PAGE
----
Author(s): Sloan KL, StraitsTrster KA, Dominitz JA, Kivlahan DR
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Abstract GOALS: (1) Investigate the epidemiology of hepatitis C virus infection among patients seen in the Veterans Administration Northwest Network; (2) examine time trends in testing practices and results; and (3) estimate the prevalence of hepatitis C virus infection among active patients. BACKGROUND: Hepatitis C virus infection causes chronic hepatitis and cirrhosis and is a leading cause of end-stage liver disease. Hepatitis C virus antibodies are estimated to be present in 1.8\% of the US population, but reports of its prevalence among US veterans range from 1.7 to 35\%. STUDY: Retrospective review of computerized medical records of veterans tested for hepatitis C from October 1994 through December 2000 (n = 37,938) at 8 Northwest Veterans Administration Medical Centers. RESULTS: Among tested veterans, 8230 (21.7\%) had evidence of hepatitis C virus infection. The number of patients tested increased annually from 2335 to 18,191, while the proportion with first-time positive hepatitis C test results decreased from 35 to 10\%. This drop in tested prevalence was associated with a shift away from testing individuals at highest risk--those with positive hepatitis B serostatus, repeatedly elevated alanine transaminase levels, and drug use disorder diagnoses. We estimate that 11.4\% of the Northwest Network veteran users are hepatitis C virus seropositive, with a lower bound of 4.0\% and upper bound of 19.5\%. CONCLUSIONS: Although estimates of hepatitis C virus infection rates among veteran users of the Veterans Administration system remain higher than those for the general population, changes in testing practice make generalizations from earlier studies hazardous.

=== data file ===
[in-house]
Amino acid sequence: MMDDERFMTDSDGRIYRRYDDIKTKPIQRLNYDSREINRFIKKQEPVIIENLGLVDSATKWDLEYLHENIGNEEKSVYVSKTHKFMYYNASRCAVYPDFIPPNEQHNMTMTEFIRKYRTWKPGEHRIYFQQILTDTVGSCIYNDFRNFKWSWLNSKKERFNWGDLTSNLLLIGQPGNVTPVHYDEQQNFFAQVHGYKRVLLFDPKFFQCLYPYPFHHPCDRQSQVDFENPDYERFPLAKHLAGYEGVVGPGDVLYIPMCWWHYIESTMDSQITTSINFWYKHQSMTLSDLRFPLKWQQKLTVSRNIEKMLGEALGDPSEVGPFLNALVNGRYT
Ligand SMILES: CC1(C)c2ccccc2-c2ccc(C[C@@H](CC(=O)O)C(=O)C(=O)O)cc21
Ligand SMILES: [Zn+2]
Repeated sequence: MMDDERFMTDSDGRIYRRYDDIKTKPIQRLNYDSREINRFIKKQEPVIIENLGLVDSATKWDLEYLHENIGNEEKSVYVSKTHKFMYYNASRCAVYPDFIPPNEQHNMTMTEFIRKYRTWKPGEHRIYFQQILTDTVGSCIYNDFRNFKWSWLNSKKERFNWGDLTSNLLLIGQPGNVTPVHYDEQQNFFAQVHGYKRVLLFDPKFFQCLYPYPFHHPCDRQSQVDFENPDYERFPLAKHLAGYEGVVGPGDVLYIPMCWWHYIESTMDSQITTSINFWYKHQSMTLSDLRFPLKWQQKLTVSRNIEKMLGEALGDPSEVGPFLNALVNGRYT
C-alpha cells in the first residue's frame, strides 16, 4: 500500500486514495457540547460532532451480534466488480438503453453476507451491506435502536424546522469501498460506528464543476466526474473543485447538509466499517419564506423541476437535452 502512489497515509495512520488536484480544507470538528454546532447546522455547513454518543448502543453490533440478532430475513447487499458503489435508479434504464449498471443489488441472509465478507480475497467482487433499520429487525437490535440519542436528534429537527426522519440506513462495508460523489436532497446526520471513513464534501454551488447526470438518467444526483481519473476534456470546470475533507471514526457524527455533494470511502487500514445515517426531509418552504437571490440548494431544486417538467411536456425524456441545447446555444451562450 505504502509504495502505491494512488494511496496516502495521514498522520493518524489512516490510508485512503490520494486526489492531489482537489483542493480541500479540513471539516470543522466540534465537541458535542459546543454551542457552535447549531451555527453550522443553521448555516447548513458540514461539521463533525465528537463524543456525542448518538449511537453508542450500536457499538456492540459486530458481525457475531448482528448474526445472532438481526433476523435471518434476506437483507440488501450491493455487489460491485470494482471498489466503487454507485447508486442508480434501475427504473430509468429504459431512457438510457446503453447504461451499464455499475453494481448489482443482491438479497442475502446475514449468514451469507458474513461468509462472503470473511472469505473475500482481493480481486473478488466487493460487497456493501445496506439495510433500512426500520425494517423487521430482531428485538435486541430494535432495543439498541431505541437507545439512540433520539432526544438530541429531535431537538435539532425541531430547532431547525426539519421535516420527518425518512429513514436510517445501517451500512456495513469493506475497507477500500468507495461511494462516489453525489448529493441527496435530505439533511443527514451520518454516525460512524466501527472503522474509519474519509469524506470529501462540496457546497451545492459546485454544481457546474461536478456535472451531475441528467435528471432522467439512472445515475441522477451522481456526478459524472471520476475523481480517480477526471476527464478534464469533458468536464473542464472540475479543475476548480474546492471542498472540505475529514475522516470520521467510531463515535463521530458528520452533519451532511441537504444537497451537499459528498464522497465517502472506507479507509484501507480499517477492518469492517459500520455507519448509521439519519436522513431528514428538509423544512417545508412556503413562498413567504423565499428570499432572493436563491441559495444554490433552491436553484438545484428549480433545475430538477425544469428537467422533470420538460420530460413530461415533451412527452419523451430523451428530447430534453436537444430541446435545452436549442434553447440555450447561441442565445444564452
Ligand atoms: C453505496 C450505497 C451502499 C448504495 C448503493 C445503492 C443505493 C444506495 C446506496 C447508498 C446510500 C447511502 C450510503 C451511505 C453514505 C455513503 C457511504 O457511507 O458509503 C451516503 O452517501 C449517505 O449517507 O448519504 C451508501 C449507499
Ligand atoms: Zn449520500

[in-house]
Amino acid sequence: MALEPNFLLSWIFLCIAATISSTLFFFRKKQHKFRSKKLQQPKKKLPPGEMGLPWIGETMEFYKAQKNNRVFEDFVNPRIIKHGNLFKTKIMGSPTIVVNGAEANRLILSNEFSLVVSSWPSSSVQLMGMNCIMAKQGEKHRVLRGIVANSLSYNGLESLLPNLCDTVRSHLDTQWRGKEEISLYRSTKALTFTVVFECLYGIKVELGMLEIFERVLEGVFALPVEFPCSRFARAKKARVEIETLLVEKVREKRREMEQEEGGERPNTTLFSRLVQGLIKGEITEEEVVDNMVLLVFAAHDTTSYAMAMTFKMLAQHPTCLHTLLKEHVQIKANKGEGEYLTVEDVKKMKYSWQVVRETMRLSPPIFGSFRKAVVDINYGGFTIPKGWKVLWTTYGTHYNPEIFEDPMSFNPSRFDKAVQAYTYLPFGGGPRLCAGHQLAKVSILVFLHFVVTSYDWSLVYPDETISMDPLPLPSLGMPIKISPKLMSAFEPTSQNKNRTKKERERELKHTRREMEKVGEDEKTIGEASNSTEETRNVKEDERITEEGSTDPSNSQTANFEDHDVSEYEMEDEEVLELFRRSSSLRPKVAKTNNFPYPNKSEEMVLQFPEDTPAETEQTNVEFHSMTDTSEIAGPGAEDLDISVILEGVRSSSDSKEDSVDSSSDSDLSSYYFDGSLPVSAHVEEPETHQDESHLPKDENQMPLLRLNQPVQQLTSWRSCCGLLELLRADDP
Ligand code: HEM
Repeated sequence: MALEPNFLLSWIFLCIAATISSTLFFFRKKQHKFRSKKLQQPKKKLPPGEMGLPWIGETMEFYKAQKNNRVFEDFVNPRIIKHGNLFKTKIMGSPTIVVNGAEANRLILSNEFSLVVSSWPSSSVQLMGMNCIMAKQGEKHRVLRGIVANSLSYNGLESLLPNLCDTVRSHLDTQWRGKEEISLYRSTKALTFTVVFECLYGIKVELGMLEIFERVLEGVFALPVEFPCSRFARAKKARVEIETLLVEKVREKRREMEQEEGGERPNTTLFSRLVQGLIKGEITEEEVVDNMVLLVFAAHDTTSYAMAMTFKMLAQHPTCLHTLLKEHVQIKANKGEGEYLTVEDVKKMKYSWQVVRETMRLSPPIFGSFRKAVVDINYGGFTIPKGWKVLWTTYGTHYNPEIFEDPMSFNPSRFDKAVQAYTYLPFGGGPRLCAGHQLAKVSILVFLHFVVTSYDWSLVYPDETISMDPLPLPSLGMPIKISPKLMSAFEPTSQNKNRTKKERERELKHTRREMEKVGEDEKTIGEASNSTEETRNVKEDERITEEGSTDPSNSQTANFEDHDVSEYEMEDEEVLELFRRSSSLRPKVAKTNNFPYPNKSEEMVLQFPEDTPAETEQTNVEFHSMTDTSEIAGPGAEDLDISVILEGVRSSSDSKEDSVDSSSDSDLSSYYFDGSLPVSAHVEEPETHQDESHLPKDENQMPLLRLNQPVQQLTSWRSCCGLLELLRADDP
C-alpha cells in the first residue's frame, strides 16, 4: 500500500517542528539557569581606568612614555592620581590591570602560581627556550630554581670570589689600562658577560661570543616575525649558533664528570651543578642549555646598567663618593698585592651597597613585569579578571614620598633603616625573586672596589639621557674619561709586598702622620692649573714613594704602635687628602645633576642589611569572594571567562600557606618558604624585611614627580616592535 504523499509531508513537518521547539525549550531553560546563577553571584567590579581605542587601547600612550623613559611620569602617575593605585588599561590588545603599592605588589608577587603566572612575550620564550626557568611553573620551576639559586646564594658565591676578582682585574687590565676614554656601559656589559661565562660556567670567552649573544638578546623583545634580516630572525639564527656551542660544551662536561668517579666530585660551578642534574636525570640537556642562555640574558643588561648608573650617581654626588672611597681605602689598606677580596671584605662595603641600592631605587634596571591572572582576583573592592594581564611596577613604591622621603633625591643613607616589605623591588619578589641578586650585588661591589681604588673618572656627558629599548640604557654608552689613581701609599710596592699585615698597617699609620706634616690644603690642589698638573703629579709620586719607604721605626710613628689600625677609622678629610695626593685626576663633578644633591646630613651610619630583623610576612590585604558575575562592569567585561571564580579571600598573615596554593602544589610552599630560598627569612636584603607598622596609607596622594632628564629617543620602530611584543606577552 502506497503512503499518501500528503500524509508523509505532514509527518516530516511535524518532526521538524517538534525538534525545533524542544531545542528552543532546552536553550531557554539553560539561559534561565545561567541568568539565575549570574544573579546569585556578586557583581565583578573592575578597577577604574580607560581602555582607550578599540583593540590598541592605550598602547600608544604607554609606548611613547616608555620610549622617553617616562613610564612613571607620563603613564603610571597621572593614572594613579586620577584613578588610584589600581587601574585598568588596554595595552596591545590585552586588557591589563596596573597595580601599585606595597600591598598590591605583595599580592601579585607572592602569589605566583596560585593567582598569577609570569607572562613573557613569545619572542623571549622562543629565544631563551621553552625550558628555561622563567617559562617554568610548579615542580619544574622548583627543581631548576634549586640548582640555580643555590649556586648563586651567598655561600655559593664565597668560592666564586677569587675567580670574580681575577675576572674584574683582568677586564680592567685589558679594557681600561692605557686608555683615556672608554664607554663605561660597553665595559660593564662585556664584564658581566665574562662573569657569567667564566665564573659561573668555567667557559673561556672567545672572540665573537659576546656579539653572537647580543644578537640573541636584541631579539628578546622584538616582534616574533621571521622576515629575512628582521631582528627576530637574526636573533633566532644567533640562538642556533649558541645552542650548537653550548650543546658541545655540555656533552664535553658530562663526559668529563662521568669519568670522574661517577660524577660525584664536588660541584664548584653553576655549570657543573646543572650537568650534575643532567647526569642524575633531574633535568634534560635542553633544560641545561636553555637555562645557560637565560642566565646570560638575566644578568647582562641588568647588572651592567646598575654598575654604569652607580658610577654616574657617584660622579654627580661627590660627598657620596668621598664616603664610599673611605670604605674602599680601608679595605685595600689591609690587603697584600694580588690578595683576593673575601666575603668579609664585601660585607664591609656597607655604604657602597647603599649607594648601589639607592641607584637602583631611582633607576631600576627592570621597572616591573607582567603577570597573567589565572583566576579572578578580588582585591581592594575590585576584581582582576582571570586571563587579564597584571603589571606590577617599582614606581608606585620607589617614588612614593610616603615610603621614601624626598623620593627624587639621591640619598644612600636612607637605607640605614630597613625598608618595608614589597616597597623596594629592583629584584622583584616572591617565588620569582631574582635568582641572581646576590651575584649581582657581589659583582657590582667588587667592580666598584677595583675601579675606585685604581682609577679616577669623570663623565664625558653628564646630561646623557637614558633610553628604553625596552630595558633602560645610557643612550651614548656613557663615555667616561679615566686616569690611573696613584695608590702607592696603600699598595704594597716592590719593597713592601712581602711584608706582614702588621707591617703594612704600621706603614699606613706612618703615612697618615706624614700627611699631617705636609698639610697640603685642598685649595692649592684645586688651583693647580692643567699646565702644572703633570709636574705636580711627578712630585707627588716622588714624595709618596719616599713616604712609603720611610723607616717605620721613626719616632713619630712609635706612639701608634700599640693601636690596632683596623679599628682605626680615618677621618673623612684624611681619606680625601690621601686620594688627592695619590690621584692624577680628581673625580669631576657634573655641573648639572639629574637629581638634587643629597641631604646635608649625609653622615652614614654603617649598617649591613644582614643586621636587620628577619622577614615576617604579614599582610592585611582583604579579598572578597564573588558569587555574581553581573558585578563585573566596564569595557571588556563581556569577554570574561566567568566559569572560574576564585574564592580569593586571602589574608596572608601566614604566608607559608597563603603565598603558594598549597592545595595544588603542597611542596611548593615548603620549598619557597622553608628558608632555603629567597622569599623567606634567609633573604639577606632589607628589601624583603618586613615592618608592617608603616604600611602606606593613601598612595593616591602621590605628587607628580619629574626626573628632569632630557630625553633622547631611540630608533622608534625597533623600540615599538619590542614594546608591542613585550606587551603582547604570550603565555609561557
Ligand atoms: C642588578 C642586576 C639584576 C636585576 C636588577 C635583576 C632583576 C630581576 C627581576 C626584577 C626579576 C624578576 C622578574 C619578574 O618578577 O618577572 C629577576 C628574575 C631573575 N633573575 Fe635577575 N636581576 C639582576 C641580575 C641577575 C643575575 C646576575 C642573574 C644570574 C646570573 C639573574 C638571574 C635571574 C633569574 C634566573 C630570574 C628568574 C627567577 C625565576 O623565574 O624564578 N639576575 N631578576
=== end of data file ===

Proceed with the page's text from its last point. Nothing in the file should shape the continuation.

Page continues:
This article was published in J Clin Gastroenterol
and referenced in Journal of AIDS & Clinical Research